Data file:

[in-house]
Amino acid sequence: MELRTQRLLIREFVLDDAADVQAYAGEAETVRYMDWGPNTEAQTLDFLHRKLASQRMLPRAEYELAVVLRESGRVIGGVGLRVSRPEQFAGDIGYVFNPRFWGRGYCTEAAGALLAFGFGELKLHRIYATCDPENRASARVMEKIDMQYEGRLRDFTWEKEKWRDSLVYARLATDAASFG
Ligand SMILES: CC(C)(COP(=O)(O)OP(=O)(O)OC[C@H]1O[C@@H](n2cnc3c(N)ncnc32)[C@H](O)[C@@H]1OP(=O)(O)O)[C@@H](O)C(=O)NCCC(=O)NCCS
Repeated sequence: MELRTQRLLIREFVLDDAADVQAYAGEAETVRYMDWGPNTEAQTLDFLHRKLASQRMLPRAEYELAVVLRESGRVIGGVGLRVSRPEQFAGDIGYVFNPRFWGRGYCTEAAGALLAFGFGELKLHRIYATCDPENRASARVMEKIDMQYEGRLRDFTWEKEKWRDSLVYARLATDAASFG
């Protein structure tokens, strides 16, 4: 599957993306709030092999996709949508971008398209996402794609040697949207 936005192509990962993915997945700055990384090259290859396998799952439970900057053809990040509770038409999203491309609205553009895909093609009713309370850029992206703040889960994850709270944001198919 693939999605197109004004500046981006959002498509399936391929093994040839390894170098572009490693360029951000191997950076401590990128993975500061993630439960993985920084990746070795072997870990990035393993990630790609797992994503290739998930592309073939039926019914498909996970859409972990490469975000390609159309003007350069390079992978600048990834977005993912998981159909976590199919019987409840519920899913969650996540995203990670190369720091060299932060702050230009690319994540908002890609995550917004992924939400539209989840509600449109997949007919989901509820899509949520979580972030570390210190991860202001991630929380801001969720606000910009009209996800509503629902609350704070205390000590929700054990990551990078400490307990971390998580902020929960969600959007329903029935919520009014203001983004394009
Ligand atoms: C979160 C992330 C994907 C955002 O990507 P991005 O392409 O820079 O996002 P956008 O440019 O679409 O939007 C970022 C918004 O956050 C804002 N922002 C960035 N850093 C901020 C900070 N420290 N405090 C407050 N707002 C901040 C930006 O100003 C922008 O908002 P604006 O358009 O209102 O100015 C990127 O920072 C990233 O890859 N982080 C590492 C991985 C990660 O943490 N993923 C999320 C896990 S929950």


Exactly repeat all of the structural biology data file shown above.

[in-house]
Amino acid sequence: MELRTQRLLIREFVLDDAADVQAYAGEAETVRYMDWGPNTEAQTLDFLHRKLASQRMLPRAEYELAVVLRESGRVIGGVGLRVSRPEQFAGDIGYVFNPRFWGRGYCTEAAGALLAFGFGELKLHRIYATCDPENRASARVMEKIDMQYEGRLRDFTWEKEKWRDSLVYARLATDAASFG
Ligand SMILES: CC(C)(COP(=O)(O)OP(=O)(O)OC[C@H]1O[C@@H](n2cnc3c(N)ncnc32)[C@H](O)[C@@H]1OP(=O)(O)O)[C@@H](O)C(=O)NCCC(=O)NCCS
Repeated sequence: MELRTQRLLIREFVLDDAADVQAYAGEAETVRYMDWGPNTEAQTLDFLHRKLASQRMLPRAEYELAVVLRESGRVIGGVGLRVSRPEQFAGDIGYVFNPRFWGRGYCTEAAGALLAFGFGELKLHRIYATCDPENRASARVMEKIDMQYEGRLRDFTWEKEKWRDSLVYARLATDAASFG
């Protein structure tokens, strides 16, 4: 599957993306709030092999996709949508971008398209996402794609040697949207 936005192509990962993915997945700055990384090259290859396998799952439970900057053809990040509770038409999203491309609205553009895909093609009713309370850029992206703040889960994850709270944001198919 693939999605197109004004500046981006959002498509399936391929093994040839390894170098572009490693360029951000191997950076401590990128993975500061993630439960993985920084990746070795072997870990990035393993990630790609797992994503290739998930592309073939039926019914498909996970859409972990490469975000390609159309003007350069390079992978600048990834977005993912998981159909976590199919019987409840519920899913969650996540995203990670190369720091060299932060702050230009690319994540908002890609995550917004992924939400539209989840509600449109997949007919989901509820899509949520979580972030570390210190991860202001991630929380801001969720606000910009009209996800509503629902609350704070205390000590929700054990990551990078400490307990971390998580902020929960969600959007329903029935919520009014203001983004394009
Ligand atoms: C979160 C992330 C994907 C955002 O990507 P991005 O392409 O820079 O996002 P956008 O440019 O679409 O939007 C970022 C918004 O956050 C804002 N922002 C960035 N850093 C901020 C900070 N420290 N405090 C407050 N707002 C901040 C930006 O100003 C922008 O908002 P604006 O358009 O209102 O100015 C990127 O920072 C990233 O890859 N982080 C590492 C991985 C990660 O943490 N993923 C999320 C896990 S929950």